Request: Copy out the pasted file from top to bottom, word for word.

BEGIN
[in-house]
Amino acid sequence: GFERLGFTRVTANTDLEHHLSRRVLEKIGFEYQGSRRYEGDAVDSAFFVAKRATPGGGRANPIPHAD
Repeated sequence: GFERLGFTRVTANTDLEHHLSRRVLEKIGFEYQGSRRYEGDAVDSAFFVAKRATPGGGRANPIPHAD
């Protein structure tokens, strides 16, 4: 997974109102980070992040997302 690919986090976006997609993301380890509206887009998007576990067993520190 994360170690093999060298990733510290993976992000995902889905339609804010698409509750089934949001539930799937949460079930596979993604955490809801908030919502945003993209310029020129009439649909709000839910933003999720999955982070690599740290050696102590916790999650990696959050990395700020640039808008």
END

[in-house]
Amino acid sequence: GFERLGFTRVTANTDLEHHLSRRVLEKIGFEYQGSRRYEGDAVDSAFFVAKRATPGGGRANPIPHAD
Repeated sequence: GFERLGFTRVTANTDLEHHLSRRVLEKIGFEYQGSRRYEGDAVDSAFFVAKRATPGGGRANPIPHAD
């Protein structure tokens, strides 16, 4: 997974109102980070992040997302 690919986090976006997609993301380890509206887009998007576990067993520190 994360170690093999060298990733510290993976992000995902889905339609804010698409509750089934949001539930799937949460079930596979993604955490809801908030919502945003993209310029020129009439649909709000839910933003999720999955982070690599740290050696102590916790999650990696959050990395700020640039808008």